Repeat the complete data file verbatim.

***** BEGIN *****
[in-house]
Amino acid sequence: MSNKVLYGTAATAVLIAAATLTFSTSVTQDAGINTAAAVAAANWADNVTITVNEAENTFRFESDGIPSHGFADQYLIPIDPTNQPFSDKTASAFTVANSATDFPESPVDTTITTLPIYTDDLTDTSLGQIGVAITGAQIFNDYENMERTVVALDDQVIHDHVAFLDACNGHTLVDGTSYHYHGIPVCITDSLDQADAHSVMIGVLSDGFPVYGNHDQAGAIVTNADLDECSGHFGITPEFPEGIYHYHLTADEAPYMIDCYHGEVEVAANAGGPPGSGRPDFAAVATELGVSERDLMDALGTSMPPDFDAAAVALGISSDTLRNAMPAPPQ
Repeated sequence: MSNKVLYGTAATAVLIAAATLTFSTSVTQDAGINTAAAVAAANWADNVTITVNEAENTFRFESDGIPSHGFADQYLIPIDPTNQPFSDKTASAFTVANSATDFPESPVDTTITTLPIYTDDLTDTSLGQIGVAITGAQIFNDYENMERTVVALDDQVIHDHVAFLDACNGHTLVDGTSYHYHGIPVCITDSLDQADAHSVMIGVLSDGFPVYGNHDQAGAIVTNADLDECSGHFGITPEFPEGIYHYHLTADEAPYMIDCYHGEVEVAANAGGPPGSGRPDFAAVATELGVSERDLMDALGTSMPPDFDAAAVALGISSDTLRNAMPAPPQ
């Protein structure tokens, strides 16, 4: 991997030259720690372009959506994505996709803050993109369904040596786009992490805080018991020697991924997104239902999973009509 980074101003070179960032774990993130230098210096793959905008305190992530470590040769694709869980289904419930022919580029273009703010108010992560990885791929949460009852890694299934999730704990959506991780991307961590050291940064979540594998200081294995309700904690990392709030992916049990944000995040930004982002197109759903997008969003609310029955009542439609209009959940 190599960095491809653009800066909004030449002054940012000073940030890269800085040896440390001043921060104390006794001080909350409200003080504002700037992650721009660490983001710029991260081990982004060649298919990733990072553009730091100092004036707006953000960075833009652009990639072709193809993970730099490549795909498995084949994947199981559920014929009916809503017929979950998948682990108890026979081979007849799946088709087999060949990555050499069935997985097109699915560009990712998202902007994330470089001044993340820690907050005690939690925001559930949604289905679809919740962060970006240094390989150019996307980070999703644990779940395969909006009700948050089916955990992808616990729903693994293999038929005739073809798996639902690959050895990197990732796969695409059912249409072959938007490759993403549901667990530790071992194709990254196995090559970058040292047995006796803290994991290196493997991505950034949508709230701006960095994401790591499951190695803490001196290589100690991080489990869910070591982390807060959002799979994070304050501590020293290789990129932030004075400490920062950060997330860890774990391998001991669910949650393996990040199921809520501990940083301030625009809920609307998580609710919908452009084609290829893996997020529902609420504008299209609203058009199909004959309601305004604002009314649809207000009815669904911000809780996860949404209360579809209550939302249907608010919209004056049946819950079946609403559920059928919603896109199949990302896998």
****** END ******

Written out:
[in-house]
Amino acid sequence: MSNKVLYGTAATAVLIAAATLTFSTSVTQDAGINTAAAVAAANWADNVTITVNEAENTFRFESDGIPSHGFADQYLIPIDPTNQPFSDKTASAFTVANSATDFPESPVDTTITTLPIYTDDLTDTSLGQIGVAITGAQIFNDYENMERTVVALDDQVIHDHVAFLDACNGHTLVDGTSYHYHGIPVCITDSLDQADAHSVMIGVLSDGFPVYGNHDQAGAIVTNADLDECSGHFGITPEFPEGIYHYHLTADEAPYMIDCYHGEVEVAANAGGPPGSGRPDFAAVATELGVSERDLMDALGTSMPPDFDAAAVALGISSDTLRNAMPAPPQ
Repeated sequence: MSNKVLYGTAATAVLIAAATLTFSTSVTQDAGINTAAAVAAANWADNVTITVNEAENTFRFESDGIPSHGFADQYLIPIDPTNQPFSDKTASAFTVANSATDFPESPVDTTITTLPIYTDDLTDTSLGQIGVAITGAQIFNDYENMERTVVALDDQVIHDHVAFLDACNGHTLVDGTSYHYHGIPVCITDSLDQADAHSVMIGVLSDGFPVYGNHDQAGAIVTNADLDECSGHFGITPEFPEGIYHYHLTADEAPYMIDCYHGEVEVAANAGGPPGSGRPDFAAVATELGVSERDLMDALGTSMPPDFDAAAVALGISSDTLRNAMPAPPQ
């Protein structure tokens, strides 16, 4: 991997030259720690372009959506994505996709803050993109369904040596786009992490805080018991020697991924997104239902999973009509 980074101003070179960032774990993130230098210096793959905008305190992530470590040769694709869980289904419930022919580029273009703010108010992560990885791929949460009852890694299934999730704990959506991780991307961590050291940064979540594998200081294995309700904690990392709030992916049990944000995040930004982002197109759903997008969003609310029955009542439609209009959940 190599960095491809653009800066909004030449002054940012000073940030890269800085040896440390001043921060104390006794001080909350409200003080504002700037992650721009660490983001710029991260081990982004060649298919990733990072553009730091100092004036707006953000960075833009652009990639072709193809993970730099490549795909498995084949994947199981559920014929009916809503017929979950998948682990108890026979081979007849799946088709087999060949990555050499069935997985097109699915560009990712998202902007994330470089001044993340820690907050005690939690925001559930949604289905679809919740962060970006240094390989150019996307980070999703644990779940395969909006009700948050089916955990992808616990729903693994293999038929005739073809798996639902690959050895990197990732796969695409059912249409072959938007490759993403549901667990530790071992194709990254196995090559970058040292047995006796803290994991290196493997991505950034949508709230701006960095994401790591499951190695803490001196290589100690991080489990869910070591982390807060959002799979994070304050501590020293290789990129932030004075400490920062950060997330860890774990391998001991669910949650393996990040199921809520501990940083301030625009809920609307998580609710919908452009084609290829893996997020529902609420504008299209609203058009199909004959309601305004604002009314649809207000009815669904911000809780996860949404209360579809209550939302249907608010919209004056049946819950079946609403559920059928919603896109199949990302896998």